- Mendoza had ties with the Sinaloa Cartel, a drug-trafficking organization.
- Days before the killings, Mendoza went with three others to pick up a shipment of methamphetamine in Georgia.
- The situation turned deadly when something went wrong with the trip.
- Investigators believe that Palomino thought it was a setup.
- Mendoza was told that she and Mariah Lopez would be taken somewhere safe early June 4.
- Instead, the two men drove the woman and her granddaughter to Moon Cemetery on Cave Springs Road.
- Aguilar reported that Mendoza and Palomino argued about the drug buy before Palomino stabbed her with a knife.
- Aguilar also reported he and Palomino took Lopez to a secluded area because she witnessed the event where Palomino forced him to kill the girl.
- Aguilar told investigators that Palomino moved his arm in a sawing motion, causing him to behead the girl.
- Aguilar complied because “he said he was fearful of Israel.”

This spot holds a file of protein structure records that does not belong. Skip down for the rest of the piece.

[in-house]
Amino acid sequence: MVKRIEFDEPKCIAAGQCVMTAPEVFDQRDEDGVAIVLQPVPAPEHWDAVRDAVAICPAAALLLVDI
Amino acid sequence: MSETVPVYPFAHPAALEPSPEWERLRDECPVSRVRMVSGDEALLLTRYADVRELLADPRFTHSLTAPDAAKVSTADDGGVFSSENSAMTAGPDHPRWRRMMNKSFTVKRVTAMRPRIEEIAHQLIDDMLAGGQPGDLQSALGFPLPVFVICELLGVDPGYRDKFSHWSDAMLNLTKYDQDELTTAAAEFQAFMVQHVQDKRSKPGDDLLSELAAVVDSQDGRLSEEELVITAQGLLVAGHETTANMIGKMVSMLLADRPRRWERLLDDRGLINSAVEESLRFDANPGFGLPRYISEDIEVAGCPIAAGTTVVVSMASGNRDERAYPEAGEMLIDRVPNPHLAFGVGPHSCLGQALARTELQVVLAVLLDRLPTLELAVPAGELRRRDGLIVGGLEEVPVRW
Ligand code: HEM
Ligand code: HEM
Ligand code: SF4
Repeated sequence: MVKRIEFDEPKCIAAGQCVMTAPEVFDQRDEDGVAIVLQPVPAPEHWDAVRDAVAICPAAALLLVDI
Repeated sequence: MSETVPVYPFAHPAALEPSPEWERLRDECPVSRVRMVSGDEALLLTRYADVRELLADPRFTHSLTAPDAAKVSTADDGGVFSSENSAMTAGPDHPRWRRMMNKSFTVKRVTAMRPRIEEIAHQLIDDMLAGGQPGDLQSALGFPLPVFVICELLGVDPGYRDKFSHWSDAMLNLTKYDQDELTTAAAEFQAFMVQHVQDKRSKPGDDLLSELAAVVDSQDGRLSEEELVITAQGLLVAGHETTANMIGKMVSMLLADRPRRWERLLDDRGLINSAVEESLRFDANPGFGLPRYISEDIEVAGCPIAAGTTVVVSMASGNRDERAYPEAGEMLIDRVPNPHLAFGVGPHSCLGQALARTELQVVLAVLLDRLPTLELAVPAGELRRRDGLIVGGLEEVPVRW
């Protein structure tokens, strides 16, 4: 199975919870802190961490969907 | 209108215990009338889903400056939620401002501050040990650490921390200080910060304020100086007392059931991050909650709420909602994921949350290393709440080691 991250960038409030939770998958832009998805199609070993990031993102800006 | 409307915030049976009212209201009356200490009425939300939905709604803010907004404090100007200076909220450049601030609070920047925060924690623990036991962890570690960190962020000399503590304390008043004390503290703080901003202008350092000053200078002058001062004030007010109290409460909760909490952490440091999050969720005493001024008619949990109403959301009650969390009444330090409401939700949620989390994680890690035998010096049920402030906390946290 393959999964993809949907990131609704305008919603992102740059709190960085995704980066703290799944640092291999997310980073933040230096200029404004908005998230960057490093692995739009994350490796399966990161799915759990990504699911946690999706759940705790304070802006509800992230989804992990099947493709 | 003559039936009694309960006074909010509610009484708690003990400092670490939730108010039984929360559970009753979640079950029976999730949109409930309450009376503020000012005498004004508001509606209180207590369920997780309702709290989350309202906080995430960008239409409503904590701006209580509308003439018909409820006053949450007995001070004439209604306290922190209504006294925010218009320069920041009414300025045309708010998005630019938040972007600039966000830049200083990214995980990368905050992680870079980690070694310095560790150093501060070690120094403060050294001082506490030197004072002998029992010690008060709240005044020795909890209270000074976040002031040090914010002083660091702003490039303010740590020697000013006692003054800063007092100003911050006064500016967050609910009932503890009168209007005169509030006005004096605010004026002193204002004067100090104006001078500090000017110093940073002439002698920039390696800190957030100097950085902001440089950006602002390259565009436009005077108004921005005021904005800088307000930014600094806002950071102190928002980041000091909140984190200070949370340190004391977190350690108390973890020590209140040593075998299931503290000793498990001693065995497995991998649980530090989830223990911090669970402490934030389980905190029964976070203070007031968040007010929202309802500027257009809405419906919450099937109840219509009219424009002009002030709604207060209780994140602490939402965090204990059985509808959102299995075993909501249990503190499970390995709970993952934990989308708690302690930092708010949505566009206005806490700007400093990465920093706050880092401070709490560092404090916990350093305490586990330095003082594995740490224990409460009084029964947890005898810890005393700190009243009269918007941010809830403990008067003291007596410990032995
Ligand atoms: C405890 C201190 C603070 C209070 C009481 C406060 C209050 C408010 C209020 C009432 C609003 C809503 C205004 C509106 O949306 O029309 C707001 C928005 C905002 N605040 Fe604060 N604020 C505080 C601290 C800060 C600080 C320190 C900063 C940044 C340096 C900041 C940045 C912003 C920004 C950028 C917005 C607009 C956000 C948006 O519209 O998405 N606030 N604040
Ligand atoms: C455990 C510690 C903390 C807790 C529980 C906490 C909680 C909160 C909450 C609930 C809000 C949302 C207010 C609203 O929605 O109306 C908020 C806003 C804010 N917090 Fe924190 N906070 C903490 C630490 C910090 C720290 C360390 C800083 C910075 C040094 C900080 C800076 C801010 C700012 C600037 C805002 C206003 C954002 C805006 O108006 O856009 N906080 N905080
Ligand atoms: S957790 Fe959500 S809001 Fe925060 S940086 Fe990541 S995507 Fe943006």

This is an archived article and the information in the article may be outdated. Please look at the time stamp on the story to see when it was last updated.HUNTSVILLE, Ala. — A man charged in the killing of a woman and the beheading of her granddaughter was in Madison County Circuit Court Friday, but his trial date could be more than a year away. Israel Palomino and co-defendant Yoni Agular are both charged with capital murder in the June 2018 killings of Oralia Mendoza and her 13-year-old granddaughter Mariah Lopez. Palomino, 35, was in Madison County Circuit Judge Ruth Ann Hall’s courtroom this morning for a case status conference. Palomino listened to the proceedings through an interpreter. Tim Gann, chief trial attorney for the Madison County District Attorney’s Office, told the court he expects a grand jury to hear the case against Palomino next month. The case against Aguilar, which is before a different judge, is also expected to be presented to the grand jury next month. Gann told Judge Hall that even assuming Palomino is indicted next month, his own trial schedule makes it unlikely the state could bring the case to trial before August 2020. The bodies of the woman and the girl were discovered weeks after they were reported missing. A Madison County Sheriff’s Office investigator testified at a preliminary hearing in July 2018 that the murders were tied to Oralia Mendoza’s ties to a Sinaloa drug cartel, according to our news partner AL.com. The investigator Stacy Rutherford’s testimony, AL.com reported, included a number of claims about the brutal killings: